In relation to the duties to act in the best interests of beneficiaries, APRA focused on the process used by the defendants to arrive at decisions affecting the funds. In making decisions about beneficiaries’ entitlements, trustees must give properly informed consideration to applications for entitlements and, if that necessitates further inquiries, they must make them. APRA sought to extend this principle “to any and all matters potentially affecting the capital of the trust”. But Justice Jagot found that, “There must be myriad decisions taken every day by trustees of large superannuation funds which potentially affect the fund both materially and immaterially. The extension of the principle which APRA proposes appears onerous in the extreme and highly impractical.” Flaws in a trustee’s decision-making process are only relevant to the extent that they produced a flawed decision, although it will be a breach of the best interests covenant if it is proved that “the trustee’s subjective purpose or object in acting was contrary to the best interests of the beneficiaries”.
The fact that APRA failed to establish a breach of the best interests duty meant that it also failed on important aspects of the conflicts case. The specific statutory requirements in the SIS Act provide that, in the event of a conflict between the interests of the beneficiaries and those of others, including the RSE licensee or its directors, they must give priority to the duties to and interests of the beneficiaries over the duties to and interests of other persons; ensure the duties to beneficiaries are met despite the conflict; ensure ; the interests of beneficiaries are not adversely affected by the conflict; and comply with prudential standards in relation to conflicts.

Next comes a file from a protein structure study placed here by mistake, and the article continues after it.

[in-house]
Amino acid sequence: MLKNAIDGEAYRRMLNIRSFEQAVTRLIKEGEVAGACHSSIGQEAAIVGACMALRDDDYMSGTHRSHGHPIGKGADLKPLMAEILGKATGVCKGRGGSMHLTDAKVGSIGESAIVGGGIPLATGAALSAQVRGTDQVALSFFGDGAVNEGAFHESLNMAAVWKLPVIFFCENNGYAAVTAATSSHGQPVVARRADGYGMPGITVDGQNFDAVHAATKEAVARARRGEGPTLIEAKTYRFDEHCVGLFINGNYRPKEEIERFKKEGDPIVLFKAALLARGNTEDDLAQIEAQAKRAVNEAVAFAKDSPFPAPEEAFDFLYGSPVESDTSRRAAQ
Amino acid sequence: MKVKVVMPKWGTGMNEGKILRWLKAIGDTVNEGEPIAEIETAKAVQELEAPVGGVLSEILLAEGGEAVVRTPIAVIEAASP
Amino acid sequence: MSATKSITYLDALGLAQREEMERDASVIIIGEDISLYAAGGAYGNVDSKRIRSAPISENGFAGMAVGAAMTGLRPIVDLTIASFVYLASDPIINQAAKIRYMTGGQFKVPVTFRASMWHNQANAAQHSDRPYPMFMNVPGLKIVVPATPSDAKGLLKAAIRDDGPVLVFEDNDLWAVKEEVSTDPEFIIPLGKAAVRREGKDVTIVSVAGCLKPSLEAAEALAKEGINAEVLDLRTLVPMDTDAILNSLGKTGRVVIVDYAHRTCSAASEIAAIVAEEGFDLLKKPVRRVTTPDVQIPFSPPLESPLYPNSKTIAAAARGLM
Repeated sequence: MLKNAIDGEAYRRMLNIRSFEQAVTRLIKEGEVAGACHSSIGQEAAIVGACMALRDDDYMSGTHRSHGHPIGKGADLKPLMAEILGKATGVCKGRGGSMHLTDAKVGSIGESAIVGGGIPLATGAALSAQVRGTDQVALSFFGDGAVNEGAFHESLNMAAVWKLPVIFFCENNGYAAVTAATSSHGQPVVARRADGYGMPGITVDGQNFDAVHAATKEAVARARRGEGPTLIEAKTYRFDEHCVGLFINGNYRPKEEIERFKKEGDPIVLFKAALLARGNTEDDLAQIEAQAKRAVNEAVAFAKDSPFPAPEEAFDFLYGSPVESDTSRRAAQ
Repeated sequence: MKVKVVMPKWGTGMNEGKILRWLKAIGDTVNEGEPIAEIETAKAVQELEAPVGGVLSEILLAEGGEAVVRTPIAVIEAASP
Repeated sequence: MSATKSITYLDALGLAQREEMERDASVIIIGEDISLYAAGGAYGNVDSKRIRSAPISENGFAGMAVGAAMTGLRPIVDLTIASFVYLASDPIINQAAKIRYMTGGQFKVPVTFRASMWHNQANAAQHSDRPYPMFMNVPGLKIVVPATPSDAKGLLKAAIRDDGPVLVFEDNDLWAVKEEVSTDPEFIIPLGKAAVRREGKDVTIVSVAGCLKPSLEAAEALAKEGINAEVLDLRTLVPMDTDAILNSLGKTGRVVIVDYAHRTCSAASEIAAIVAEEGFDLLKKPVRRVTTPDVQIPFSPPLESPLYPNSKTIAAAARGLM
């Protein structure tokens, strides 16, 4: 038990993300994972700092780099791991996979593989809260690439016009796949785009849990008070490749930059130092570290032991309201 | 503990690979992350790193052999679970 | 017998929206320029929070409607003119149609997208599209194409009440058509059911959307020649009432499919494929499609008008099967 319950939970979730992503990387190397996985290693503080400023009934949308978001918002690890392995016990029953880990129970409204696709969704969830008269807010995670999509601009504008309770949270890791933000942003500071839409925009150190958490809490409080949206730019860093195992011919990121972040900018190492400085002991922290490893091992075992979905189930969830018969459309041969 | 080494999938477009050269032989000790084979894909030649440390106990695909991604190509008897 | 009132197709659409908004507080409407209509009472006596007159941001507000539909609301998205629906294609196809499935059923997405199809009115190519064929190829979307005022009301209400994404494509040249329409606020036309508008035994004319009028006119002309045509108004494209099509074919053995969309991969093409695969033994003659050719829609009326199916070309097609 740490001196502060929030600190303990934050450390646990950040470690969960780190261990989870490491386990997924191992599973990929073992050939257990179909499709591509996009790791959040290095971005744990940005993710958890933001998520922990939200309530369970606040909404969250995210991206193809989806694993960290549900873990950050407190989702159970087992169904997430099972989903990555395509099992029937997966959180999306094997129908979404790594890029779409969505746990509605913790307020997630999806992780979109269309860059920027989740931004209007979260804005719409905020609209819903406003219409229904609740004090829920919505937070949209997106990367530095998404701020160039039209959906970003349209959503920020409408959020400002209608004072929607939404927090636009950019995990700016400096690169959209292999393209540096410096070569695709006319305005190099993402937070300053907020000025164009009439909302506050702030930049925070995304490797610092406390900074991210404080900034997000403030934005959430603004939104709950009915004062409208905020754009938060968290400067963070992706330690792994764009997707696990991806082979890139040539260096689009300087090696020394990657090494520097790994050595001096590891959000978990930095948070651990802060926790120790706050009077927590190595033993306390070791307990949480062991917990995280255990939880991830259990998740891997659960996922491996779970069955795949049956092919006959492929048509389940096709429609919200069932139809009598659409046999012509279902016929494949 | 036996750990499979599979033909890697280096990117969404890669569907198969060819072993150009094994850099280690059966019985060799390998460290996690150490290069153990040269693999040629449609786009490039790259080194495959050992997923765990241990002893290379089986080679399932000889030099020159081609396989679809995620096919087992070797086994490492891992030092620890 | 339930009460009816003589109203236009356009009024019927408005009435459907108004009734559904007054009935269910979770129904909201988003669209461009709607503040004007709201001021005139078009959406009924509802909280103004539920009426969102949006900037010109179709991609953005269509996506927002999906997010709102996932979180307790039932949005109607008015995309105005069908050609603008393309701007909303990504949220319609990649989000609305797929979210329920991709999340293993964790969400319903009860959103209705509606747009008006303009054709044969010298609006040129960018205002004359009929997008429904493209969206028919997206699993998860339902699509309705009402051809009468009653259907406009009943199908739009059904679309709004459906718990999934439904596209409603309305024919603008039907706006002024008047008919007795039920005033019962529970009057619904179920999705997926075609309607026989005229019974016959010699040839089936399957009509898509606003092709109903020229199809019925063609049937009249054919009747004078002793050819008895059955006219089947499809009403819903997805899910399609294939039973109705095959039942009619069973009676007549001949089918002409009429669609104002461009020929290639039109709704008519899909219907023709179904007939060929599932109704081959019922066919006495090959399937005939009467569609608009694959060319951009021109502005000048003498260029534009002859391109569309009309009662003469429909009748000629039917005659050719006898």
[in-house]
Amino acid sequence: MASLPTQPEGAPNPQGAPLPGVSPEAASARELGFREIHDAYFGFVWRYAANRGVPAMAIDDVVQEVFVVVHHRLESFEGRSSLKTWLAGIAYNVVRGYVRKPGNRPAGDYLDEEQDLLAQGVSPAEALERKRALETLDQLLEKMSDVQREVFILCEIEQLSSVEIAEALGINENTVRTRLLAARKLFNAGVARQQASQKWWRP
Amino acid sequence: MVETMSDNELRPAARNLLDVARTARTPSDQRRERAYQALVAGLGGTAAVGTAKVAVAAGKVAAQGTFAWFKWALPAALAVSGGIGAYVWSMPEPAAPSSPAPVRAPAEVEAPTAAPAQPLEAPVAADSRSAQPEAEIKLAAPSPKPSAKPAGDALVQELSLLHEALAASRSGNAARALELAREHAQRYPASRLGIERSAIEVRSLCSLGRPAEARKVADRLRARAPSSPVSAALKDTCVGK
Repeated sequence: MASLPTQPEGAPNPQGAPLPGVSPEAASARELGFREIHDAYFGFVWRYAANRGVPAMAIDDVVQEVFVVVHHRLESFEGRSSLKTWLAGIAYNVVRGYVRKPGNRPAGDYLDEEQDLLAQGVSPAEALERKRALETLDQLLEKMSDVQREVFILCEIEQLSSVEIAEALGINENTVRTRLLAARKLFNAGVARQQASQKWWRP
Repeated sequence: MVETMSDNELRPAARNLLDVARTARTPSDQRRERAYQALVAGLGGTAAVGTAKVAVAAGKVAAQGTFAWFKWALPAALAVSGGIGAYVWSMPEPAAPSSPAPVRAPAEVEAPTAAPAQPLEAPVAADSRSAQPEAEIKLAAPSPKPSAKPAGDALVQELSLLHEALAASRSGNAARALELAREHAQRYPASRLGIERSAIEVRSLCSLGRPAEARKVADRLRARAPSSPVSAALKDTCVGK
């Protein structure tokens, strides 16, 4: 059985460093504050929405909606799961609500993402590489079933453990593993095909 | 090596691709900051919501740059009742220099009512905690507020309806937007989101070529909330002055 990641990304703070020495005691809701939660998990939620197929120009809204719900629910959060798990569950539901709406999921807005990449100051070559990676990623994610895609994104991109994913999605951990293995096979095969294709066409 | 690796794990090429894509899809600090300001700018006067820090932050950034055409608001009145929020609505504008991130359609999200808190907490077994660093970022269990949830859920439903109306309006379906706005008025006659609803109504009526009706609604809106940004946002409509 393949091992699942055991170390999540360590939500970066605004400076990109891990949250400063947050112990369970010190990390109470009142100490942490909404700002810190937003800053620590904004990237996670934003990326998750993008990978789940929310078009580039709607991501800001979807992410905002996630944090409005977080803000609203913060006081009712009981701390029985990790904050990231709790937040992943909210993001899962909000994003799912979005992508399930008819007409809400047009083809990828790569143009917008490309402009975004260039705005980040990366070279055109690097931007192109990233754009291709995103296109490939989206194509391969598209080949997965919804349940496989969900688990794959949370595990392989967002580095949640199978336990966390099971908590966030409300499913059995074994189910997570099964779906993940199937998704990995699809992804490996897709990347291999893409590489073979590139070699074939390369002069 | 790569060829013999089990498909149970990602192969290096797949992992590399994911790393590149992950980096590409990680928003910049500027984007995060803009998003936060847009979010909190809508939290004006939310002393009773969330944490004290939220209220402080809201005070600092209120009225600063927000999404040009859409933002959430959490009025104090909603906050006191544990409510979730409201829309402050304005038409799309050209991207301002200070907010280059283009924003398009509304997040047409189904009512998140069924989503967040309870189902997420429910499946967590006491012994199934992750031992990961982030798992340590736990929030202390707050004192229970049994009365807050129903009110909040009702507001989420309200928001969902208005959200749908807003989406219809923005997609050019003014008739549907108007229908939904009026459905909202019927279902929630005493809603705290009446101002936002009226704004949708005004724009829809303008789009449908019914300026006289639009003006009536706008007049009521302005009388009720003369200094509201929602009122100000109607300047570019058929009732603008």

The first three requirements overlap with the best interests duty. The requirement to give priority to the duties to and interests of the beneficiaries “involves both a subjective and objective element. These provisions are concerned with and require that in the decision-making process actual [not merely theoretical or potential] conflicts are recognised… and that priority is given to the interests of beneficiaries over the interests of other persons”.
The statutory no-conflicts covenant “is not about avoiding conflicts of interest. Conflicts of interest are inevitable. It is about managing conflicts of interest. And the conflicts which need to be managed are actual conflicts which have the capacity to significantly impact on the duty to act in the best interests of beneficiaries”.
One final aspect of the case is worth noting. APRA argued that the respondents breached the law because they acted in a manner inconsistent with APRA’s published views — including in its policy documents — about what the law required. This was not enough to prove its case.
As the respondents submitted: “If APRA correctly described the law, or the required course of action… then it must prove that in these proceedings by means other than its own prior statements. Unless there is an obligation backed by legislation to comply with a command or recommendation of APRA, or to consider its opinions, then the fact that APRA has spoken does not shed any light at all on the issues to be determined.”